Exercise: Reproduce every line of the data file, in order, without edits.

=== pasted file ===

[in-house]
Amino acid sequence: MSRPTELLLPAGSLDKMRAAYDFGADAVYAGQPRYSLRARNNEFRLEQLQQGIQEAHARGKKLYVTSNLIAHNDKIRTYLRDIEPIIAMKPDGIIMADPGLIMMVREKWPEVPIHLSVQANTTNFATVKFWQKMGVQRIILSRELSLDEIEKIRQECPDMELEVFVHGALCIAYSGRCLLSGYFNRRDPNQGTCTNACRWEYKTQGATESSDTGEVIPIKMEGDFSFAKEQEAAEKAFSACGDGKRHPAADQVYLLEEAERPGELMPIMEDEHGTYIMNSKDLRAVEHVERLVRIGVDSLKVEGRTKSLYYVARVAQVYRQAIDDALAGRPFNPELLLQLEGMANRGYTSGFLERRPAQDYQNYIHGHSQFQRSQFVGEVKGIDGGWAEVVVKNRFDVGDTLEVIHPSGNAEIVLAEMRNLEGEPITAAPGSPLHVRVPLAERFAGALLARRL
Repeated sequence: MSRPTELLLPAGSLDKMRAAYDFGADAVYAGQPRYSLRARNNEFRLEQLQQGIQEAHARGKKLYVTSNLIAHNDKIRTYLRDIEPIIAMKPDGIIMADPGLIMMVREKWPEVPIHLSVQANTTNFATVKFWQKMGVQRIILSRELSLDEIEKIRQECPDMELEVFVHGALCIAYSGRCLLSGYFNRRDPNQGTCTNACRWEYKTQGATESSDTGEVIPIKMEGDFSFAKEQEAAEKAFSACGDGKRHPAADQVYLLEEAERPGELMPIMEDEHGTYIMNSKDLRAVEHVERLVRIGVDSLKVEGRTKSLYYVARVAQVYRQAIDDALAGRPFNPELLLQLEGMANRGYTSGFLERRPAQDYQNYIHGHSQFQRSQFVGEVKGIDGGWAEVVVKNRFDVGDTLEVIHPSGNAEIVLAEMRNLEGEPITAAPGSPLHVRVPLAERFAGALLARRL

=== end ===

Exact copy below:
[in-house]
Amino acid sequence: MSRPTELLLPAGSLDKMRAAYDFGADAVYAGQPRYSLRARNNEFRLEQLQQGIQEAHARGKKLYVTSNLIAHNDKIRTYLRDIEPIIAMKPDGIIMADPGLIMMVREKWPEVPIHLSVQANTTNFATVKFWQKMGVQRIILSRELSLDEIEKIRQECPDMELEVFVHGALCIAYSGRCLLSGYFNRRDPNQGTCTNACRWEYKTQGATESSDTGEVIPIKMEGDFSFAKEQEAAEKAFSACGDGKRHPAADQVYLLEEAERPGELMPIMEDEHGTYIMNSKDLRAVEHVERLVRIGVDSLKVEGRTKSLYYVARVAQVYRQAIDDALAGRPFNPELLLQLEGMANRGYTSGFLERRPAQDYQNYIHGHSQFQRSQFVGEVKGIDGGWAEVVVKNRFDVGDTLEVIHPSGNAEIVLAEMRNLEGEPITAAPGSPLHVRVPLAERFAGALLARRL
Repeated sequence: MSRPTELLLPAGSLDKMRAAYDFGADAVYAGQPRYSLRARNNEFRLEQLQQGIQEAHARGKKLYVTSNLIAHNDKIRTYLRDIEPIIAMKPDGIIMADPGLIMMVREKWPEVPIHLSVQANTTNFATVKFWQKMGVQRIILSRELSLDEIEKIRQECPDMELEVFVHGALCIAYSGRCLLSGYFNRRDPNQGTCTNACRWEYKTQGATESSDTGEVIPIKMEGDFSFAKEQEAAEKAFSACGDGKRHPAADQVYLLEEAERPGELMPIMEDEHGTYIMNSKDLRAVEHVERLVRIGVDSLKVEGRTKSLYYVARVAQVYRQAIDDALAGRPFNPELLLQLEGMANRGYTSGFLERRPAQDYQNYIHGHSQFQRSQFVGEVKGIDGGWAEVVVKNRFDVGDTLEVIHPSGNAEIVLAEMRNLEGEPITAAPGSPLHVRVPLAERFAGALLARRL